Complaints about credit reporting agencies filed with the Consumer Financial Protection Bureau soared from 2018 to 2019. The majority of complaints were centered on incorrect information on credit reports and problems related to ongoing investigations.

Last year, more than 154,000 complaints about credit reporting agencies were filed with the CFPB. They made up almost 45% of the total complaints filed with the bureau. In contrast, they comprised less than one-quarter of complaints in 2018.

Of the three credit reporting agencies – TransUnion, Experian and Equifax – TransUnion racked up the most complaints. Of those complaints about TransUnion, 24,800 were related to incorrect information on a credit report and 8,300 involved problems with the agency’s investigation into an ongoing issue.

Almost 70% of the complaints about incorrect information involving TransUnion revolved around information belonging to someone else being included in the complainant’s credit report.

More than three-quarters of the complaints about ongoing investigations involved the agency failing to correct errors on reports.

Incorrect information on your credit report can reduce your credit score, which could result in you being charged higher interest rates on credit cards and loans. You could also be turned down if you apply for new credit.

See related: How to apply for a credit card and get approved

Request your credit report

If you want to check if your credit report is correct, you can request a copy from TransUnion, as well as from Equifax and Experian.

Because of the COVID-19 pandemic, TransUnion, Experian and Equifax will provide you with your credit report for free each week until April 20, 2021. You can request your reports through the site AnnualCreditReport.com. The credit reports don’t include your credit score.

Normally, you’re allowed one free copy of your credit report from each of the credit reporting agencies every year under the federal Fair Credit Reporting Act.

Requesting a copy of your report will not impact your credit score.

The CFPB says common errors to look for in your credit report include:

  • The wrong name, address or phone number on your report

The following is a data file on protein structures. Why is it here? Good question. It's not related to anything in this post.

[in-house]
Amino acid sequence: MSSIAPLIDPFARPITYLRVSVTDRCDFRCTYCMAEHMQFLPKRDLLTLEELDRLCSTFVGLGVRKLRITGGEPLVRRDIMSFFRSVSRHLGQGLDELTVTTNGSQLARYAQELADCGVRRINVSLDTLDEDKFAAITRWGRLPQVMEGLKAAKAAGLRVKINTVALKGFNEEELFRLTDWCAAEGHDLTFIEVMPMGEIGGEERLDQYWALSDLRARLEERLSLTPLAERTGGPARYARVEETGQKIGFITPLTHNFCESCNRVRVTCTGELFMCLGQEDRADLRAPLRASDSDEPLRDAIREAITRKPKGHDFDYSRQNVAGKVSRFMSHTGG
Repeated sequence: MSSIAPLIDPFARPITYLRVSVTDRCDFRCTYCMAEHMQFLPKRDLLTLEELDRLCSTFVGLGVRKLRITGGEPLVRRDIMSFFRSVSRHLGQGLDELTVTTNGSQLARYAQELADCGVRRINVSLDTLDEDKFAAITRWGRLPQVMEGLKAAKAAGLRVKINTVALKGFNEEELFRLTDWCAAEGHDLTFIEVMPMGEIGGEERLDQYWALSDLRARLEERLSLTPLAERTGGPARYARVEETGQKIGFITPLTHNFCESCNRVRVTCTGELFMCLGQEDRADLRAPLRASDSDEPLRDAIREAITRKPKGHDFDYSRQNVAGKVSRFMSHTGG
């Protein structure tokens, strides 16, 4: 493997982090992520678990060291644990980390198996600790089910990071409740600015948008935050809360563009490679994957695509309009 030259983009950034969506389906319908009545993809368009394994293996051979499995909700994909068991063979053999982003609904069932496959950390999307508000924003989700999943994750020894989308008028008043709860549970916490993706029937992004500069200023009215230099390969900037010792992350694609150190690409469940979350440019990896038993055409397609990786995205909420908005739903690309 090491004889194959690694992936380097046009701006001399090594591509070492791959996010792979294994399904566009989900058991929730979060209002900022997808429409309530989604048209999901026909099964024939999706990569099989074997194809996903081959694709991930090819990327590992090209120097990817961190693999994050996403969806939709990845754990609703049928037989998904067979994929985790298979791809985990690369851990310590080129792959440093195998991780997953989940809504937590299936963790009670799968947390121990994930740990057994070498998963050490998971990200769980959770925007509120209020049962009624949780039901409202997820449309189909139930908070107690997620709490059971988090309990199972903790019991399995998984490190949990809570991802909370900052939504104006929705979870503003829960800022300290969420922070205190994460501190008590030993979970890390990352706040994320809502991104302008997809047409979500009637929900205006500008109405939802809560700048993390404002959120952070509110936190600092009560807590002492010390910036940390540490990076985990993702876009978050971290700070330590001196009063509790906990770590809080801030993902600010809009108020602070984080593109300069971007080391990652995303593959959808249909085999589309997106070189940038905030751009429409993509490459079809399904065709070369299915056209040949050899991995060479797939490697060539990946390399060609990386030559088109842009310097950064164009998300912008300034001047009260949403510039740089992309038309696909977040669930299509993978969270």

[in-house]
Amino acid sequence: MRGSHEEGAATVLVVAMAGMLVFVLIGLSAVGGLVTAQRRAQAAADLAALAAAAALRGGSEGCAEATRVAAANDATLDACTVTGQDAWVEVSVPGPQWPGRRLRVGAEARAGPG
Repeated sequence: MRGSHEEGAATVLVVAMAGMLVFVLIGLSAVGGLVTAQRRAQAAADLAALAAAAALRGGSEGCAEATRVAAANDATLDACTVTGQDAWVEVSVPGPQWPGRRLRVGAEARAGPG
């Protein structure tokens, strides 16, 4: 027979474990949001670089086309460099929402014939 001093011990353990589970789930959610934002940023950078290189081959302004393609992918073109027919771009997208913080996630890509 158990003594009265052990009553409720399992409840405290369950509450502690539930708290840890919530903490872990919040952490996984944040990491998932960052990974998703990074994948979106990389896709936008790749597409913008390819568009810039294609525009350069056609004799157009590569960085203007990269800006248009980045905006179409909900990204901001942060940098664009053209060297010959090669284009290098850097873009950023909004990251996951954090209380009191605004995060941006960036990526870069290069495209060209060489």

• Accounts belonging to someone else, whose name is similar to yours
  • Accounts opened under your name due to identity theft
  • Accounts that have been closed but are listed as open
  • Accounts incorrectly listed as late
  • The same debt listed more than once
  • Incorrect balances on accounts
  • Incorrect information reappearing on the account after it was already corrected

How to file a dispute

If you spot a problem with your credit report from TransUnion, you can file a dispute online, at the company’s website. There is no charge for disputing an item.

TransUnion credit report dispute center

You’ll need to set up a free account with TransUnion and provide some basic information about yourself, such as date of birth and home address, so the company can verify your identity

On the website, you can dispute everything from the name and address that is listed on your credit report to information about your credit cards and mortgages to your bankruptcy records.

Your credit accounts include information on the date you opened the account, your current balance and payment status, and you can dispute any of the information listed there.

For disputes over your credit accounts or information found in public records, TransUnion requires you to provide a reason as to why you are disputing the information.

The credit agency suggests you include corroborating information, such as records from your lender. You can upload those to your dispute.

You can add a consumer statement to explain any negative items that appear on your credit report.

If you don’t have easy access to a computer, you can also mail a dispute to:

TransUnion Consumer Solutions
P.O. Box 2000
Chester, PA 19016-2000

Or, you can call 833-395-6941 between 8 a.m. and 11 p.m. ET, Monday through Friday.

See related: How to dispute an error in your Experian credit report

What to expect

TransUnion says most disputes are investigated within two weeks, but some take up to 30 days.

The credit reporting agency says it may do everything from updating your credit report based on the information you provided, to asking the lender to review the information to determine if the information on your credit report is correct.

If a creditor doesn’t respond within 30 days, TransUnion will delete the item from your credit report.

When the investigation is finished, TransUnion will send you an email and you can log in to its site to see the results.

If you don’t agree with the results, the company recommends you contact your lender directly with more information about your claim. If the lender agrees that your information is correct, it is required to contact TransUnion and tell it to update or delete the information that is in dispute.

Bottom line

It’s important to have errors removed from your credit report, which might help raise your credit score and entitle you to better interest rates.

Source: creditcards.com